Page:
What a horrible diagram. It’s just a sketch but it’s a dog’s dinner. It illustrates the expansion of New York City from 1660, almost forty years into the life of the settlement, to 1839 just before the arrival of the fresh water in Lower Manhattan via the Croton Aqueduct. I offer you this to raise a general point. Breweries depend on the availability of resources. Not just hops, water, malt and yeast but also money and people and transportation and peace. The ability to run a brewery depends on the presence of generous stability. True then. True now. The bit of the diagram I am thinking about in particular in this post is the shift from the 1783 map at the left to the 1839 map to the right. What can these first decades of New York City in the early years of the newly independent republic tell us about the need for stability and resources? Plenty. Have a look at these two notices related to the brewer William D Faulkner:
The ad to the left is from April 1770 while the one to the right is from March 1779. They describe Faulkner operating out of three breweries: the one at Brookland/Brooklyn Ferry, next to the Rutgers’ brewery on Maiden Lane and then on to the one at Mount Hope. In May 1768, brewing was a “new undertaking” to Faulkner. But in fairly short order, though either desperation or the entrepreneurial spirit, he is on the move. The Brookland Ferry brewery seems to have been a loser. Brewer after brewer have a go at running it from the 1760s to at least the 1790s. They each move on or quit. The Rutgers brewery on Maiden Lane seems to have a bit of a chequered career, too. As did the spruce beer brewery at Catherine Street. In the end, Faulkner leaves the lower end of the Hudson Valley altogether and ends his career in Albany by 1790.
There certainly could be a number of factors behind Faulkner’s moves but I am going to suggest that the search for clean water is one of them. One thing you notice from the maps and diagrams of Brooklyn Ferry of the time is that the area where the first buildings are located it just north of a high area, now Brooklyn Heights. Which hints there might have been originally a stream or creek along the path of the curving main street. After the area is built up, that stream would have been overwhelmed and would have lost its usefulness. Once that happens, the brewery finds itself sitting next to sea water with difficult access to water.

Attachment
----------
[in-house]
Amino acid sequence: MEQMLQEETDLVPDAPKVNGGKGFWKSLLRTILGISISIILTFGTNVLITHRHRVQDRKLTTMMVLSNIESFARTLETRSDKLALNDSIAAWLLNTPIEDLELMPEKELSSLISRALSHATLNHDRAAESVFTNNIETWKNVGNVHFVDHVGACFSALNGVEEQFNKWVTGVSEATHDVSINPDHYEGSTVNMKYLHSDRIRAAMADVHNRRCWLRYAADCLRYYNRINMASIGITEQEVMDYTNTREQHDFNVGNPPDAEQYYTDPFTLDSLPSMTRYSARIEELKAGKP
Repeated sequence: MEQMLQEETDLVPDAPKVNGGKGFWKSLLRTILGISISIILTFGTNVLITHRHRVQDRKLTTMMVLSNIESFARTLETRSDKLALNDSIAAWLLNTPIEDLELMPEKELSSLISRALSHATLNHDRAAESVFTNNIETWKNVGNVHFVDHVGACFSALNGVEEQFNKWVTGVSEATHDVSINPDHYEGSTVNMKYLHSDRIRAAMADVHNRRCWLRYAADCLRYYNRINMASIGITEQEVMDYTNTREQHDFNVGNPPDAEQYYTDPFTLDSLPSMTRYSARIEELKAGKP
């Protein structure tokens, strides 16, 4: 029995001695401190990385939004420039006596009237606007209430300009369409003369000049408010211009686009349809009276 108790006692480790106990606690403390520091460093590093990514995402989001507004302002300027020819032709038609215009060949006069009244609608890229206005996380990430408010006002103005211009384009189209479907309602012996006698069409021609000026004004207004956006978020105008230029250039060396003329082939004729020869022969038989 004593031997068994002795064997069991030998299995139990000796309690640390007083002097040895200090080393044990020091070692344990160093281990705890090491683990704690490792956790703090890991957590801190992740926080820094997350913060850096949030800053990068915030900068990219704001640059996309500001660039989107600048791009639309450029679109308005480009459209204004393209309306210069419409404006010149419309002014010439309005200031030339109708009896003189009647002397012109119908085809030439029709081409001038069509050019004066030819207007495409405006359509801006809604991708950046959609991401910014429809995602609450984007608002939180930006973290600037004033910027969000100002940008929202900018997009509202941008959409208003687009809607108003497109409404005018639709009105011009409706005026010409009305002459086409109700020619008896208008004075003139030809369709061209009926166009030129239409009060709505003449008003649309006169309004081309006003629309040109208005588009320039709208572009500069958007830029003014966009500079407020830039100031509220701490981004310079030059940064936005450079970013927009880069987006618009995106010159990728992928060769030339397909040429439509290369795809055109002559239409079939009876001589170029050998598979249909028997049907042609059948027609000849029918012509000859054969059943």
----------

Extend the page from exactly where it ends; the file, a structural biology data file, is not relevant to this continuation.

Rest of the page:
A similar story plays out more clearly with Rutger’s brewery. It’s located on Maiden Lane which, like at Brooklyn Ferry, is still visibly subject to road design decisions made hundreds of years ago. It was also a good address in 1790. Click on the thumbnail. That is a diagram of the Great Fire of 1776. I have shown Maiden Lane in green and Gold Street in yellow. They twist a bit. They still do today, 240 years later. Because they are based on watercourses. Metcef Eden locates his brewery up a little hill directly south of a twist on Gold Street. Have a look at this detail from the fabulous 1865 Viele map of New York.
Click on it. The pale blue area is the original land mass, the light brown the filling-in of the river. You can see Maiden Lane again in green, Gold Street in yellow. Not only do they twist but they move from higher ground to lower ground. It’s a watershed. You will also see that lower Manhattan was originally very hilly. And, not very too far to the north, boggy. As shown in green. And, if you look at the ugly map way up top, it’s boggy exactly where the population growth occurs from the 1780s to 1840. To understand where was are going, however, we need to take a step back.